MTA plans mixed-use redevelopment for Greenpoint waterfront

Monitor Point to include 900 mixed-income units, 100,00sf commercial

Conceptual rendering of 40 Quay Street in Greenpoint Brooklyn, MTA CEO Janno Lieber (Acting Chair and CEO, MTA) (FXCollaborative/,
Conceptual rendering of 40 Quay Street in Greenpoint Brooklyn, MTA CEO Janno Lieber (Acting Chair and CEO, MTA) (FXCollaborative/,

Transportation is in the MTA’s name, but real estate is the latest move in the agency’s game.

The agency on Wednesday unveiled a proposal to redevelop its 40 Quay Street property in Greenpoint, Brooklyn with the Gotham Organization. The developer will be charged with turning the site currently housing the transit department’s wash facility into an 840,000-square-foot mixed-use property.

The development — dubbed Monitor Point — will feature 900 mixed-income apartments, including about 25 percent set aside for affordable housing. It will also include 100,000 square feet for retail and commercial space.

Monitor Point will include open space that can connect the public to waterfront, as well as to future Bushwick Inlet Park, according to the announcement. The site will also house The Greenpoint Monitor Museum, which commemorates the Civil War’s USS Monitor, in addition to the NYCT Emergency Response Unit, which would vacate 65 Commercial Street for the future Box Street Park.

Gotham is set to relocate the Mobile Wash Division to a new facility at 208 Varick Avenue in East Williamsburg. Once that property is built, the developer will be able to demolish the existing facility at 40 Quay Street.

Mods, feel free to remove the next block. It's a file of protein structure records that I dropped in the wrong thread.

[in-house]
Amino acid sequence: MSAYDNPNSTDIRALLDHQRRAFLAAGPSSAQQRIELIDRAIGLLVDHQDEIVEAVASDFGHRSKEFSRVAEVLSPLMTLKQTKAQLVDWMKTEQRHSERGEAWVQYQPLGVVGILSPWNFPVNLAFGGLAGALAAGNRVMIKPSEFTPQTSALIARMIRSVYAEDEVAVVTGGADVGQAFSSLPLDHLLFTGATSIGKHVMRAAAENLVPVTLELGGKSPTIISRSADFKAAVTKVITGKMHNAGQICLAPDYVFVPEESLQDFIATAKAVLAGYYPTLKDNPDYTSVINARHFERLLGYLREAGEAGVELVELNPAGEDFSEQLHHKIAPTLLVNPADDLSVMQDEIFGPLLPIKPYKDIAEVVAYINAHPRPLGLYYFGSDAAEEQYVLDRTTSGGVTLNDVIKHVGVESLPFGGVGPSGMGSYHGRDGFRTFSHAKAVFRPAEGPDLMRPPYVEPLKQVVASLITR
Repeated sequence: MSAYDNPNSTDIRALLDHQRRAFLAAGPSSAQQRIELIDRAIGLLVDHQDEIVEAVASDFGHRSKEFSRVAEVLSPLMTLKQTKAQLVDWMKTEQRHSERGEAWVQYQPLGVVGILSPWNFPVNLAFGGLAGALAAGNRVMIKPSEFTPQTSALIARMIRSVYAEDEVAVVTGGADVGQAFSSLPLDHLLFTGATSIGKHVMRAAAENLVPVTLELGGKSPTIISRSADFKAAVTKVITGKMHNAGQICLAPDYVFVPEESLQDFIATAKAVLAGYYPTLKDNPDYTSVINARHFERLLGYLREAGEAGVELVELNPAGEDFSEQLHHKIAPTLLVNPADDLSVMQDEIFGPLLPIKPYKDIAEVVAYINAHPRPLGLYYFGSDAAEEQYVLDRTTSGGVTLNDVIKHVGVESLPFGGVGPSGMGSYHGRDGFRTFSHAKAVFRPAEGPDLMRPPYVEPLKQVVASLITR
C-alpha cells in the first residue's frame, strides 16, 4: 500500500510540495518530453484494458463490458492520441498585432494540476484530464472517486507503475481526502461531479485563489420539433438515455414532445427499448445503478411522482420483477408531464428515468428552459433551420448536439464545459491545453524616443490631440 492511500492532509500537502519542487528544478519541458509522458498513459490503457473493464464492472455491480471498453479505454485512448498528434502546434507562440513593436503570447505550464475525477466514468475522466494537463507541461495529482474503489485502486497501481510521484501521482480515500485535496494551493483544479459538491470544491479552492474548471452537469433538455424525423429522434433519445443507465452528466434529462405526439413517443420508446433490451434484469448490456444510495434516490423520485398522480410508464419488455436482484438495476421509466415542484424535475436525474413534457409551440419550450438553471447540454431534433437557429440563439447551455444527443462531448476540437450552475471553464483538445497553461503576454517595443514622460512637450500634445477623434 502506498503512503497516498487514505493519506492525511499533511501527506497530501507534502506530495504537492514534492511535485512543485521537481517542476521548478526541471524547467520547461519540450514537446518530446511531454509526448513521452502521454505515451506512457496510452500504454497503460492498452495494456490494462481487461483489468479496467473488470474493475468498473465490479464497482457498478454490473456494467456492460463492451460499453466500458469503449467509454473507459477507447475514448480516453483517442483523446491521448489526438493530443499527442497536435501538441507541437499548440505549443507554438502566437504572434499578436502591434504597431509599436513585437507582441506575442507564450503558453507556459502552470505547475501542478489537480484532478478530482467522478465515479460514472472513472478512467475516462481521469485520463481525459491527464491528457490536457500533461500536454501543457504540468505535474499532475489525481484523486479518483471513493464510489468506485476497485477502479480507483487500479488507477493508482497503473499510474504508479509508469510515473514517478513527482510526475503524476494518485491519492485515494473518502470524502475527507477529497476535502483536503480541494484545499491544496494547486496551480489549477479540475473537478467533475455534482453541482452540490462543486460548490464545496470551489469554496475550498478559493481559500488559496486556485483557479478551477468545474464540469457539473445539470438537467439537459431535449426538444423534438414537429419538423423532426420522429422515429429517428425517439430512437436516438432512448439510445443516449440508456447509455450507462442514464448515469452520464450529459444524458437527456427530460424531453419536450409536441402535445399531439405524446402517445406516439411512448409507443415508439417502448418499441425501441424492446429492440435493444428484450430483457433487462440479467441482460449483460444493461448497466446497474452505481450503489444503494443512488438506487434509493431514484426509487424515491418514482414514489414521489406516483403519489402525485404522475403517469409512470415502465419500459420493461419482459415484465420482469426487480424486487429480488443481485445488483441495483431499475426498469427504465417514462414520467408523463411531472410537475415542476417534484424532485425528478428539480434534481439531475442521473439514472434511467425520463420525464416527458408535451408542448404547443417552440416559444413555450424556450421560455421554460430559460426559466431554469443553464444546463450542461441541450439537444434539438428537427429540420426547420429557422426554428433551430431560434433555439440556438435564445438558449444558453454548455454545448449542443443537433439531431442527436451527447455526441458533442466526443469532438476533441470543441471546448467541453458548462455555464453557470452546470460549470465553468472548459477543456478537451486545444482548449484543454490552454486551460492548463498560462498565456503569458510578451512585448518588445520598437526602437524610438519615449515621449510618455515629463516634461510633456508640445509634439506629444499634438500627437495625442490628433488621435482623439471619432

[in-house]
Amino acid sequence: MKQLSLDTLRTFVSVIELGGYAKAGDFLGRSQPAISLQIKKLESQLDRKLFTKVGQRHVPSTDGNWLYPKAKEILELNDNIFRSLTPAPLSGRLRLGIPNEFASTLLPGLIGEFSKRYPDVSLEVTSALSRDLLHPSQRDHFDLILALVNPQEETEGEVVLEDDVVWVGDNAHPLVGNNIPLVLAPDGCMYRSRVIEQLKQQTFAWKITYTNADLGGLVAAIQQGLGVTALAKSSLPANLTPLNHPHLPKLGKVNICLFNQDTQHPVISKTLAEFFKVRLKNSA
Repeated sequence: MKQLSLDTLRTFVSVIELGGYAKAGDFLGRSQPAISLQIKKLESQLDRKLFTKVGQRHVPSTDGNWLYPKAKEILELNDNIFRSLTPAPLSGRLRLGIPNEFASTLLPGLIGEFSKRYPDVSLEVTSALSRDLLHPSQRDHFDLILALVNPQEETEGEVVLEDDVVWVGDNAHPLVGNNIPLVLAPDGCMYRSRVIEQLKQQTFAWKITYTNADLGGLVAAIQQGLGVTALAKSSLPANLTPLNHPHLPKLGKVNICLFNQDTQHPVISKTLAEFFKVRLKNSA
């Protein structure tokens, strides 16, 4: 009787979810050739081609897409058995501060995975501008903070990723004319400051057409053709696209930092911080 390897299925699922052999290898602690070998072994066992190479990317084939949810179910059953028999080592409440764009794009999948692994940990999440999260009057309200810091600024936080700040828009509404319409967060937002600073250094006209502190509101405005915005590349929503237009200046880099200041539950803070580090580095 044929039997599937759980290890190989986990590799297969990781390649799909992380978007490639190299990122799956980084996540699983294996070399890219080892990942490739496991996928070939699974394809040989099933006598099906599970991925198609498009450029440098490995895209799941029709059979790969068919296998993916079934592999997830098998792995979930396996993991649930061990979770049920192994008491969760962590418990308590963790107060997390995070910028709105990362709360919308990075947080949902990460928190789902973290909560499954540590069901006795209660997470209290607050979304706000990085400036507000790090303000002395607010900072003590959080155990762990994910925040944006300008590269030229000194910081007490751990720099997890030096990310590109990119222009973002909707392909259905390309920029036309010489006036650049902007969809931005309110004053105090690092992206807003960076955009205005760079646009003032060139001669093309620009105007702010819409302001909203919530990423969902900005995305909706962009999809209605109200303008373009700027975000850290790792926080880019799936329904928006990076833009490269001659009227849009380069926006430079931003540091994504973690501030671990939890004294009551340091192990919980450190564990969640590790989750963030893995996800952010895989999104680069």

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A possible snag for the project lies in the MTA and Gotham’s plans to go through the ULURP rezoning process. According to a tentative timeline on the project’s website, developers will spend the next two years fostering community outreach and an environmental analysis before kicking off ULURP in 2024. If all goes to plan, the groundbreaking is anticipated to start by the end of 2024.

The bidding process for the property began in 2019. Since then, however, the project has faced resistance from local community leaders on redeveloping the property, AMNY reported. Assembly member Emily Gallagher and the area’s Community Board have previously asked city leaders to nix the development.

“We believe the deal is a betrayal of public trust and we call on the MTA withdraw from the conditional designation of Gotham for the redevelopment of 40 Quay in Greenpoint and to work with the Greenpoint-Williamsburg community,” Friends of Bushwick Inlet Park co-chairperson Katherine Conkling Thompson said, according to the report.

Earlier this year, the Gotham Organization secured $50.4 million in financing for a Lower East Side development project at 60 Norfolk Street. The building is expected to include 115 units of affordable housing for seniors.

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